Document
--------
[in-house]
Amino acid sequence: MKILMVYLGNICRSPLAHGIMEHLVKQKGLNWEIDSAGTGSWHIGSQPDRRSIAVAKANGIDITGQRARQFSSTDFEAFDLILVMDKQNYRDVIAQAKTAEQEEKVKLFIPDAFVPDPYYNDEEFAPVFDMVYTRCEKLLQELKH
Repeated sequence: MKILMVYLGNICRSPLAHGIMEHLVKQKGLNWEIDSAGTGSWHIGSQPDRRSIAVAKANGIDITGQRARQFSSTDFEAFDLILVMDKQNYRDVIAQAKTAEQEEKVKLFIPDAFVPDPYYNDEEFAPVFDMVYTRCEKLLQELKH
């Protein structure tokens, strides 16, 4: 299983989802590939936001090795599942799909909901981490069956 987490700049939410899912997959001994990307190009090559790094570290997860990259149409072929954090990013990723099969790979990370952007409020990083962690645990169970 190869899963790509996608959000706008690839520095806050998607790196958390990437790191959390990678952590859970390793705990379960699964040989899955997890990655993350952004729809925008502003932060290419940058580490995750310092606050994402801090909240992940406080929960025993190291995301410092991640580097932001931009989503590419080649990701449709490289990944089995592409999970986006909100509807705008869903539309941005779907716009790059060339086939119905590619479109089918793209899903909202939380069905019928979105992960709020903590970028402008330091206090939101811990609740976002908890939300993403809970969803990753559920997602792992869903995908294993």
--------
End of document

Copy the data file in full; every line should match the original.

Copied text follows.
[in-house]
Amino acid sequence: MKILMVYLGNICRSPLAHGIMEHLVKQKGLNWEIDSAGTGSWHIGSQPDRRSIAVAKANGIDITGQRARQFSSTDFEAFDLILVMDKQNYRDVIAQAKTAEQEEKVKLFIPDAFVPDPYYNDEEFAPVFDMVYTRCEKLLQELKH
Repeated sequence: MKILMVYLGNICRSPLAHGIMEHLVKQKGLNWEIDSAGTGSWHIGSQPDRRSIAVAKANGIDITGQRARQFSSTDFEAFDLILVMDKQNYRDVIAQAKTAEQEEKVKLFIPDAFVPDPYYNDEEFAPVFDMVYTRCEKLLQELKH
């Protein structure tokens, strides 16, 4: 299983989802590939936001090795599942799909909901981490069956 987490700049939410899912997959001994990307190009090559790094570290997860990259149409072929954090990013990723099969790979990370952007409020990083962690645990169970 190869899963790509996608959000706008690839520095806050998607790196958390990437790191959390990678952590859970390793705990379960699964040989899955997890990655993350952004729809925008502003932060290419940058580490995750310092606050994402801090909240992940406080929960025993190291995301410092991640580097932001931009989503590419080649990701449709490289990944089995592409999970986006909100509807705008869903539309941005779907716009790059060339086939119905590619479109089918793209899903909202939380069905019928979105992960709020903590970028402008330091206090939101811990609740976002908890939300993403809970969803990753559920997602792992869903995908294993």